By Katherine Flynn
In the wake of mass shootings at US schools, architects are putting their unique skills to work, collaborating with administrators to prevent harm during tragic events.
For architects who design schools, planning for safety starts early, before the first brick is laid. Strategic thinking about how to keep students safe is now baked into the design process of every school and learning institution— with the added mandate of preventing a school from looking or feeling too similar to a prison.
“For communities that don’t yet have that emotional distress in relation to a shooting scenario, it probably doesn’t come up as often,” says Jenine Kotob, Assoc. AIA, who designs schools at Quinn Evans Architects in Washington, D.C., and is an active member of AIA’s Committee on Architecture for Education (CAE). “So it [has] kind of been up to [the architects] to work with the client at the highest level to talk about it and figure it out. But I definitely think, moving forward, that’s going to be completely different.”
When schools put stronger security measures in place with the intended outcome of keeping students safe, they can have unintentional adverse effects.
“In a daily experience, it really impacts the students and how they feel about themselves, and it kind of perpetuates the school-to-prison pipeline issue,” Kotob says. That pipeline in turn perpetuates prejudices as well as harmful paranoia and anxiety.
And that’s why architects make it their job to pursue solutions that are all but invisible.
In working on a redesign of the Marie H. Reed Center, an elementary school and community hub in the Adams Morgan neighborhood of Washington, D.C., Kotob says that Quinn Evans took a layered approach: planning for the worst-case scenario of a violent mass shooting incident but also accounting for the more commonplace security concerns that students and teachers were likely to encounter, such as bullying and sexual harassment. Kotob and her colleagues didn’t want to provide too many dark, out-of-the-way spaces, but they did want to include hiding spaces and escape routes in case of an emergency.
Karina Ruiz, AIA, the 2019 CAE chair, has over two decades of experience in public school design in the Portland, Oregon, area. She says that an essential part of the design process is thinking strategically about where to place doors, windows, and wheelchair ramps in proximity to one another.
“As we’re dealing with active-shooter planning and prevention of mass tragedies, part of that has to do with just time for first responders to arrive,” she says. “You’re building these layers at the front entry where you’re slowing people down and putting obstacles in their paths.”
“You’re building these layers at the front entry where you’re slowing people down and putting obstacles in their paths.” – Karina Ruiz, AIA
In the process of working on security strategies for schools, architects also recognize the importance of prioritizing space for school support and mental health services.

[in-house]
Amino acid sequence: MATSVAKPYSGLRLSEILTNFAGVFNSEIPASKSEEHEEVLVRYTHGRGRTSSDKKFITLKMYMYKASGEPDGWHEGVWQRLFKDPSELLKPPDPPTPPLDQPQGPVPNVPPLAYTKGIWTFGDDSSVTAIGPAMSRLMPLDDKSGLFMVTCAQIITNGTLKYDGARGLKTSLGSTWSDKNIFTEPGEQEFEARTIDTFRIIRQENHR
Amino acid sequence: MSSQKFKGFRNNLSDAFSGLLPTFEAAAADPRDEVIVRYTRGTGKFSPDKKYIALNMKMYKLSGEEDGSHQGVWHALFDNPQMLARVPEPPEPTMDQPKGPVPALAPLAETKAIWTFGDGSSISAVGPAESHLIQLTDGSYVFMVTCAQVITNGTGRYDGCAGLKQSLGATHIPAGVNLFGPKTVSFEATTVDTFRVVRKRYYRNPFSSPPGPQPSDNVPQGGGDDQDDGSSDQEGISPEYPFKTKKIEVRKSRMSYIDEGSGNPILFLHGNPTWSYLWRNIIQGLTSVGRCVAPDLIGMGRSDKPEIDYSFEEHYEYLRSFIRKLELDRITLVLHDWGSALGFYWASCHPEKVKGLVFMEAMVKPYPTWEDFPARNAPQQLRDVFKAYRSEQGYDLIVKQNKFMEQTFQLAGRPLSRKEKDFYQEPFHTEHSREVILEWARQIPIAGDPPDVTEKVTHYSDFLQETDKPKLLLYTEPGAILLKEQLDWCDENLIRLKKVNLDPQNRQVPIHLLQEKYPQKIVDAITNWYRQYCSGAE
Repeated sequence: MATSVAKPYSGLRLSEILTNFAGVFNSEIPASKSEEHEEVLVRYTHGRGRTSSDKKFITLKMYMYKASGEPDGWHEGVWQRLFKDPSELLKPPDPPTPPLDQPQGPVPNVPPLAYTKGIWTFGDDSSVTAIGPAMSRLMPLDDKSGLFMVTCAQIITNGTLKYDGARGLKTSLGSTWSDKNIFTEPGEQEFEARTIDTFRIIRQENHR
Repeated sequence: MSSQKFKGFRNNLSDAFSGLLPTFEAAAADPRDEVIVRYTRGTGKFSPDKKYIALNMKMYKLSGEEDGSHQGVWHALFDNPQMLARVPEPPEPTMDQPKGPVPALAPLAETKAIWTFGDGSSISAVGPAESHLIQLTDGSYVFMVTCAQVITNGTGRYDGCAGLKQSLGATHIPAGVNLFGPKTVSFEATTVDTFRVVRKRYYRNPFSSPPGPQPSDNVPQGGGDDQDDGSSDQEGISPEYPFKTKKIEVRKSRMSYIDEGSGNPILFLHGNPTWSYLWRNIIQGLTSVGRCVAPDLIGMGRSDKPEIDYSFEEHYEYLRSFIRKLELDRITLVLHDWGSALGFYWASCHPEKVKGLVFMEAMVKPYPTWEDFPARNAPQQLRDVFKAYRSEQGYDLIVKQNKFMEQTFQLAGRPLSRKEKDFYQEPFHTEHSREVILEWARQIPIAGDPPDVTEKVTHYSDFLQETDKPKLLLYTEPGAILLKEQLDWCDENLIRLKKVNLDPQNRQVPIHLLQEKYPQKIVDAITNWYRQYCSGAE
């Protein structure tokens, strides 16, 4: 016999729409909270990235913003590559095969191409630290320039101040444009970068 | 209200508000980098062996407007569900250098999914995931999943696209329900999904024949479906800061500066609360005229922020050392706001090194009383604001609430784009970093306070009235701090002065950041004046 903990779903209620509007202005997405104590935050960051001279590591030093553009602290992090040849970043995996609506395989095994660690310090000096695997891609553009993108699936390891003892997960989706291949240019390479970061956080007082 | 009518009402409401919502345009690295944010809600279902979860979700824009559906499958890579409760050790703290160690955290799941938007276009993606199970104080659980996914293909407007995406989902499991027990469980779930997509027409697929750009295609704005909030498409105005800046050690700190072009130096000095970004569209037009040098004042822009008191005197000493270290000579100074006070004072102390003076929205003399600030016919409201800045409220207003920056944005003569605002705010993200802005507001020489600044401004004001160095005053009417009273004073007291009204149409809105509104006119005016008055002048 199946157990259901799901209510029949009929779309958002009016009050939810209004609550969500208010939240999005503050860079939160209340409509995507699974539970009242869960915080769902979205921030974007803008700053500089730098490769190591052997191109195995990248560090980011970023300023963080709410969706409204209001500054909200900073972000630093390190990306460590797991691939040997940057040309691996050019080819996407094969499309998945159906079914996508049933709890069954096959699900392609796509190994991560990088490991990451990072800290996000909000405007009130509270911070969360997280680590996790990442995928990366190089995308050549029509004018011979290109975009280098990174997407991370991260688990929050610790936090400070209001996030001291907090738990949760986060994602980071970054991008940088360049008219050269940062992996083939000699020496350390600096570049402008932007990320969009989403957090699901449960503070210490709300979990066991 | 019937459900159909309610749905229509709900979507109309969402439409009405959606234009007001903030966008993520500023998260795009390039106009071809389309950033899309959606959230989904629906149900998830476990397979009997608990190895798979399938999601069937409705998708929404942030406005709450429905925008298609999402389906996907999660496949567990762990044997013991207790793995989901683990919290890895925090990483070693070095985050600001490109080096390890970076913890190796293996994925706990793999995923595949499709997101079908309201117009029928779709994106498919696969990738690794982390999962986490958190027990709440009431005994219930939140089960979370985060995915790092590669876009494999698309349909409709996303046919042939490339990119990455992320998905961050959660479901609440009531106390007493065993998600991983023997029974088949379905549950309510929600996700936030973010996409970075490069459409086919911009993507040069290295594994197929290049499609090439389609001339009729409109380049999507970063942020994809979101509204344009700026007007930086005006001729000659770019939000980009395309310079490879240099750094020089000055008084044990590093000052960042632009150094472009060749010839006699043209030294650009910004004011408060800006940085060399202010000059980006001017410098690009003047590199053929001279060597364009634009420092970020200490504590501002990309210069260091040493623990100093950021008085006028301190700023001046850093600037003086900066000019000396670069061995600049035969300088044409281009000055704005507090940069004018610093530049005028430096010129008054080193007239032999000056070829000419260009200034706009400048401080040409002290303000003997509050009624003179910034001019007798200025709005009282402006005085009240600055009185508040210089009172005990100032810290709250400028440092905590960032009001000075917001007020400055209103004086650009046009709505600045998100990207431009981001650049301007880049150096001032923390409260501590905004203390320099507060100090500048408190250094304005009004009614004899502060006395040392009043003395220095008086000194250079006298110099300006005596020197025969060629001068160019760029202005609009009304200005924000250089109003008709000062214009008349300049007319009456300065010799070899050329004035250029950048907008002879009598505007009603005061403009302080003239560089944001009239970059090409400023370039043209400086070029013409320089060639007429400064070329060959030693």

“Simple things like moving a counseling wing and putting those where students are located—near commons, near libraries—and then making them transparent,” says Ruiz. “Design can be an engager in prophecies that allow us to build softer schools—places where kids don’t feel disenfranchised and lost in the first place.”
Architects stress that design isn’t going to singlehandedly solve the problem of students encountering danger at school—or perpetrating it. Pamela Moran, superintendent of Albemarle County Public Schools in Virginia, says it’s important for K–12 schools to put an emphasis on addressing social-emotional learning, and for staff to be trained in looking out for warning signs of declining mental health in students.
“I think you have to take a multifaceted approach,” Moran says. “How do kids develop that personal social-emotional competency? We want to make sure we have kids with as many skills as possible to cope with the things that might turn into anger towards themselves or others.”
Kotob also emphasizes that design can only be one piece of a larger whole. “There is a pie, and the pie is comprised of legislation, policy, education, awareness, and technology—and then architecture is one small piece of it,” she says.
Successful school design ultimately hinges on centering the needs of those whom the school is intended to serve.
“Working with students specifically so that they can be co-designers with us, rather than recipients of a design that is imposed on them, is really important,” Ruiz says.
As architects continue to innovate new ways to design for effective security measures, Ruiz emphasizes that conversations around designing safer schools should always recognize the vital role that public schools play in their communities.
“We, as designers, are uniquely situated—through our training and through our work experience—to bring a myriad of people together from different backgrounds, with different perspectives, to solve complicated problems in beautiful and elegant ways,” she says.
A full version of this story can be found on AIA.org.
Read more on how architects are working with communities to create more secure campuses in the second installment of the Blueprint for Better series on WIRED.